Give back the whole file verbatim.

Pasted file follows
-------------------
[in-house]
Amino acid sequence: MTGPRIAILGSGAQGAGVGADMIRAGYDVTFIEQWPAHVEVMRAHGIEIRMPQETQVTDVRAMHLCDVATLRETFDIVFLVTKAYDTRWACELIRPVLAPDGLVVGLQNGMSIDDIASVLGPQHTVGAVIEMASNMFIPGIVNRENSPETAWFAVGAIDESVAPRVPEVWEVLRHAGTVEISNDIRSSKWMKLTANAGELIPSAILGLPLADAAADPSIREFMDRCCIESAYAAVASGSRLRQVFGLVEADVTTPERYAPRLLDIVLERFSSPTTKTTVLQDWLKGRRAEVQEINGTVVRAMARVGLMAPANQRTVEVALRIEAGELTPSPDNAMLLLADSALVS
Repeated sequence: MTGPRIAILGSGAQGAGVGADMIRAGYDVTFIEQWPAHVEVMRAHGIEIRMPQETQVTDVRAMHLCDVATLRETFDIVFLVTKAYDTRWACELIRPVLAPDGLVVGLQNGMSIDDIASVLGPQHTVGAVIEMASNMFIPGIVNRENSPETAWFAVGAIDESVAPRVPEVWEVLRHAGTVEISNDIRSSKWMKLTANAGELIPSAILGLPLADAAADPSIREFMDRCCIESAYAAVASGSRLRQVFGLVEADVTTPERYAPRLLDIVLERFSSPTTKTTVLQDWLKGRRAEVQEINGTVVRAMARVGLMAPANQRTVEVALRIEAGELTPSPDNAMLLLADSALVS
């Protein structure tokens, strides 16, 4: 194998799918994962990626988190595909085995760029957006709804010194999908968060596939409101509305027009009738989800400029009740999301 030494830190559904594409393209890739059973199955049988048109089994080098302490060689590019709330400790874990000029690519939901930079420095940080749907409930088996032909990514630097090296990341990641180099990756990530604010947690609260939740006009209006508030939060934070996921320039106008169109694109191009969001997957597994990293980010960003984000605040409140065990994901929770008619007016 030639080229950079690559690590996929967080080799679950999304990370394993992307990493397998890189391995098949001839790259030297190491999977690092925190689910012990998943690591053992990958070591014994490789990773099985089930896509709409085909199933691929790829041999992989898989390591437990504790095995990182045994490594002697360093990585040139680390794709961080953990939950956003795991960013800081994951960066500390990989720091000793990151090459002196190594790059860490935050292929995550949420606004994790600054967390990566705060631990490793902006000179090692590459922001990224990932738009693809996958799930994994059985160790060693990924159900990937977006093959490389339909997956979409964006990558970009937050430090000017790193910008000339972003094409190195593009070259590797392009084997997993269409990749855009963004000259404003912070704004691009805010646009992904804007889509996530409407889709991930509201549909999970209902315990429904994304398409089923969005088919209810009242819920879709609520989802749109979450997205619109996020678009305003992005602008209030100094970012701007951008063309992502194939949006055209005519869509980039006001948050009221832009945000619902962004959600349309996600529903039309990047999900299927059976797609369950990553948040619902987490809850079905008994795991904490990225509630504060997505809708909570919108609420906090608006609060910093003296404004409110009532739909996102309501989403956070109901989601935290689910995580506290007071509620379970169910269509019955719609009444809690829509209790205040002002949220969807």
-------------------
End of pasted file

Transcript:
[in-house]
Amino acid sequence: MTGPRIAILGSGAQGAGVGADMIRAGYDVTFIEQWPAHVEVMRAHGIEIRMPQETQVTDVRAMHLCDVATLRETFDIVFLVTKAYDTRWACELIRPVLAPDGLVVGLQNGMSIDDIASVLGPQHTVGAVIEMASNMFIPGIVNRENSPETAWFAVGAIDESVAPRVPEVWEVLRHAGTVEISNDIRSSKWMKLTANAGELIPSAILGLPLADAAADPSIREFMDRCCIESAYAAVASGSRLRQVFGLVEADVTTPERYAPRLLDIVLERFSSPTTKTTVLQDWLKGRRAEVQEINGTVVRAMARVGLMAPANQRTVEVALRIEAGELTPSPDNAMLLLADSALVS
Repeated sequence: MTGPRIAILGSGAQGAGVGADMIRAGYDVTFIEQWPAHVEVMRAHGIEIRMPQETQVTDVRAMHLCDVATLRETFDIVFLVTKAYDTRWACELIRPVLAPDGLVVGLQNGMSIDDIASVLGPQHTVGAVIEMASNMFIPGIVNRENSPETAWFAVGAIDESVAPRVPEVWEVLRHAGTVEISNDIRSSKWMKLTANAGELIPSAILGLPLADAAADPSIREFMDRCCIESAYAAVASGSRLRQVFGLVEADVTTPERYAPRLLDIVLERFSSPTTKTTVLQDWLKGRRAEVQEINGTVVRAMARVGLMAPANQRTVEVALRIEAGELTPSPDNAMLLLADSALVS
């Protein structure tokens, strides 16, 4: 194998799918994962990626988190595909085995760029957006709804010194999908968060596939409101509305027009009738989800400029009740999301 030494830190559904594409393209890739059973199955049988048109089994080098302490060689590019709330400790874990000029690519939901930079420095940080749907409930088996032909990514630097090296990341990641180099990756990530604010947690609260939740006009209006508030939060934070996921320039106008169109694109191009969001997957597994990293980010960003984000605040409140065990994901929770008619007016 030639080229950079690559690590996929967080080799679950999304990370394993992307990493397998890189391995098949001839790259030297190491999977690092925190689910012990998943690591053992990958070591014994490789990773099985089930896509709409085909199933691929790829041999992989898989390591437990504790095995990182045994490594002697360093990585040139680390794709961080953990939950956003795991960013800081994951960066500390990989720091000793990151090459002196190594790059860490935050292929995550949420606004994790600054967390990566705060631990490793902006000179090692590459922001990224990932738009693809996958799930994994059985160790060693990924159900990937977006093959490389339909997956979409964006990558970009937050430090000017790193910008000339972003094409190195593009070259590797392009084997997993269409990749855009963004000259404003912070704004691009805010646009992904804007889509996530409407889709991930509201549909999970209902315990429904994304398409089923969005088919209810009242819920879709609520989802749109979450997205619109996020678009305003992005602008209030100094970012701007951008063309992502194939949006055209005519869509980039006001948050009221832009945000619902962004959600349309996600529903039309990047999900299927059976797609369950990553948040619902987490809850079905008994795991904490990225509630504060997505809708909570919108609420906090608006609060910093003296404004409110009532739909996102309501989403956070109901989601935290689910995580506290007071509620379970169910269509019955719609009444809690829509209790205040002002949220969807």